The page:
A New Model of Storytelling: TransmediaAugust 26, 2011 | Laura Fleming
As a School Library Media Specialist, storytelling is at the core of what I do each and every day. Over the years, I have seen many children who struggle with reading because of a lack of engagement with traditional books and stories. The new media that surrounds educators and learners forced me to rethink the concept of storytelling for our 21st-century learners. After some experimenting within my classes, I found a way to successfully engage and capture the attention of all of my students. As a result of this, a new model of storytelling emerged for me: Transmedia.
What Is Transmedia?There are two components that must be present in transmedia storytelling. 1) Critical parts of the story must be told across multiple story spaces, and 2) there must be active participation on the part of the readers. The roots of transmedia lie in pop culture and in the creation of media franchises. In education, these same techniques can be used to create a powerful connection with curricular content. Transmedia storytelling speaks to learners in a way that they inherently understand, and when purposefully designed, it can be an effective tool for all age groups and in all learning environments.
An Example of Transmedia
The leading example of this transmedia in education phenomenon is the born-digital story Inanimate Alice. Written by award-winning author Kate Pullinger, directed by digital artist Chris Joseph, and produced by Ian Harper, this transmedia story introduces us to Alice, a young girl growing up in the first half of the 21st century, and her digital imaginary friend, Brad. "Born digitally," Inanimate Alice was conceived, written and created entirely within the digital domain. The multimedia episodes are interactive and use a combination of text, sound, images, and games to tell the story of her life. The media itself becomes a part of the story when Alice herself becomes a video game animator, and the reader is immersed into the story by playing games and solving puzzles to progress the story.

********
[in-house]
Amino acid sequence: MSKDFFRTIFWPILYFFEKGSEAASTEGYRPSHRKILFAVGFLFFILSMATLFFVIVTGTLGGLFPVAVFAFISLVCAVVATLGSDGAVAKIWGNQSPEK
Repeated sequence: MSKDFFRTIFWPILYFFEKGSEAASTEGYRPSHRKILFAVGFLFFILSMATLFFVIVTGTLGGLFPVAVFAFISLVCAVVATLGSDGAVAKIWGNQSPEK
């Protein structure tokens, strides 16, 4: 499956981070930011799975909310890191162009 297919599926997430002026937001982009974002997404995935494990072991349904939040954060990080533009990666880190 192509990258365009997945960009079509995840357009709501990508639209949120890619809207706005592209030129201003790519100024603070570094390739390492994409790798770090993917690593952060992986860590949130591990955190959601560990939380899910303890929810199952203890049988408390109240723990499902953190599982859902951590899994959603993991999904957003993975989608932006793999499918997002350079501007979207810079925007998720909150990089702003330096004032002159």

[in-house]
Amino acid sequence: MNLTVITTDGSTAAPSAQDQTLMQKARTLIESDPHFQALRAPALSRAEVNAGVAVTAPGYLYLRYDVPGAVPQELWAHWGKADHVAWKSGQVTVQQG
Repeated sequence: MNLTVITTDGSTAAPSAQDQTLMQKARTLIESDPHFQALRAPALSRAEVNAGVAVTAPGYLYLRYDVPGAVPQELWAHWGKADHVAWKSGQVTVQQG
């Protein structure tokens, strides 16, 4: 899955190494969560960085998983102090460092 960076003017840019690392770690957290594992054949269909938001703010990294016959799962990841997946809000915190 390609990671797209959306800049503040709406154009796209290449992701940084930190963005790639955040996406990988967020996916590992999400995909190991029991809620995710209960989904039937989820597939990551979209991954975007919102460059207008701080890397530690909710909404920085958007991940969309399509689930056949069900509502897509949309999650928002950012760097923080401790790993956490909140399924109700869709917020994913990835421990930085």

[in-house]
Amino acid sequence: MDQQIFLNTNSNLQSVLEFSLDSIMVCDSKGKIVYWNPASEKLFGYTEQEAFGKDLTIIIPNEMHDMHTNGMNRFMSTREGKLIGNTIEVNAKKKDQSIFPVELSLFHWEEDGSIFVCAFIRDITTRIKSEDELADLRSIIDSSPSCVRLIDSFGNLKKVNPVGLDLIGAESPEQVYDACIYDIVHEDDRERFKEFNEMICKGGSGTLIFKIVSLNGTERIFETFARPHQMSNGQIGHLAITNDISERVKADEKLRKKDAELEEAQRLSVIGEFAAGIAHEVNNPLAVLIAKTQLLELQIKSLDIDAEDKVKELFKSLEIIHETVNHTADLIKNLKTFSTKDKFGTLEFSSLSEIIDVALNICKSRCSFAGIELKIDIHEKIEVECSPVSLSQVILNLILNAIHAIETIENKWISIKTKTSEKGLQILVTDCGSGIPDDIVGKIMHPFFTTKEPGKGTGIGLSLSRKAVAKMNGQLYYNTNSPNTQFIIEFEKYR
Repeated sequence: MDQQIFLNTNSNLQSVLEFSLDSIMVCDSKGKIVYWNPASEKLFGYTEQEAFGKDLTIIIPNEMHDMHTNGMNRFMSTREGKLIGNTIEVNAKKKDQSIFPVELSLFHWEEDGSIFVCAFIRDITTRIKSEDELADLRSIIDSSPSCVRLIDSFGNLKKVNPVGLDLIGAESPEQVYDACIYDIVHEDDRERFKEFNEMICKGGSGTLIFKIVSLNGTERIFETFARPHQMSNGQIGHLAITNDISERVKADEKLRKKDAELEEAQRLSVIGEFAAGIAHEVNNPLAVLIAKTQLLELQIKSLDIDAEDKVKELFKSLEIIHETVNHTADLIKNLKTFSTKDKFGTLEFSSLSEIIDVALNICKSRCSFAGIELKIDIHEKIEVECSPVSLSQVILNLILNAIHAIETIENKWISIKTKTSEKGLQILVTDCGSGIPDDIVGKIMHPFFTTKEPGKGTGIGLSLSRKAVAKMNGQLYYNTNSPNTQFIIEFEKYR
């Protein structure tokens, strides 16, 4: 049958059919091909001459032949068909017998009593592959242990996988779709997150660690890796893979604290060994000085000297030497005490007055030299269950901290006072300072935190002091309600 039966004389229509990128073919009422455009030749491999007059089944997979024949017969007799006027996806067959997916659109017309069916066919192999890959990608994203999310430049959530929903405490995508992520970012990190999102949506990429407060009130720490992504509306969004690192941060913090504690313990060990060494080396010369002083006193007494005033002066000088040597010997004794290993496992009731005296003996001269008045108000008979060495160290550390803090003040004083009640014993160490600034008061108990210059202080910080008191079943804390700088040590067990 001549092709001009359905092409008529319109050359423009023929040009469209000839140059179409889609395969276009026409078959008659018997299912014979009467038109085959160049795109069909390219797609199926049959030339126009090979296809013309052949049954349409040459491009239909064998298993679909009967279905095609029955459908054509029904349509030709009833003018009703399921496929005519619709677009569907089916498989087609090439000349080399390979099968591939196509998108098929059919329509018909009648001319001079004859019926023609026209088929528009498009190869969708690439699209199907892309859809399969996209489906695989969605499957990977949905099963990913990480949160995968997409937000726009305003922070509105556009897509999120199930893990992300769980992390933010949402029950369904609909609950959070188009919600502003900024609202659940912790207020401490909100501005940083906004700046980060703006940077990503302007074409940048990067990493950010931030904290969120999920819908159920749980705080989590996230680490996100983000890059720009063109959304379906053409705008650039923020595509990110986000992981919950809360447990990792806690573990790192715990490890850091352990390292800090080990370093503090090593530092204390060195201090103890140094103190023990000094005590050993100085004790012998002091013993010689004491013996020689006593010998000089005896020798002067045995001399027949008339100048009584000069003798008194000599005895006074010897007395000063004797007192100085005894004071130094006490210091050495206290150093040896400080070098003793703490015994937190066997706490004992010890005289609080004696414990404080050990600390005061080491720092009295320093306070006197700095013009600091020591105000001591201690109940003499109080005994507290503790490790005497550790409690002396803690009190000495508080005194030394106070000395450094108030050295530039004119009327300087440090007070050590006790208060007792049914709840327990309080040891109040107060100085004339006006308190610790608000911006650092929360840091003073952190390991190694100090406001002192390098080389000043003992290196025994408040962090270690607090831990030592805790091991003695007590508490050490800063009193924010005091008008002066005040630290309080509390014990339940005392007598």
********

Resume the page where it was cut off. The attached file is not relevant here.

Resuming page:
Free Resources for Educators
Through a free downloadable iTeach education resource pack, Inanimate Alice is supported by lessons, which include making connections with the story and the medium. Their vibrant Facebook community allows for educators to share their success stories as well as to find opportunities for collaboration globally. In addition, teachers now have available to them interactive whiteboard lessons that are hands-on and address the needs of all learners. Because of their immersion into a storyworld, participants in transmedia narratives are inspired to repurpose the content and generate their own; thus encouraging creativity and innovation. With Inanimate Alice, it is the inspiration of her story that motivates students to want to create next episodes of the series.
21st Century Literature = Engagement
Developing a narrative over multiple platforms while interweaving learning outcomes creates transformational learning experiences. Participants engage, inform, inspire, connect and collaborate over content. It is this interconnectedness that fosters a dialogue which connects learners around the world. This global interconnectivity allow for the collaborative sharing and proliferation of knowledge. Transmedia storytelling exemplifies learning in the 21st century.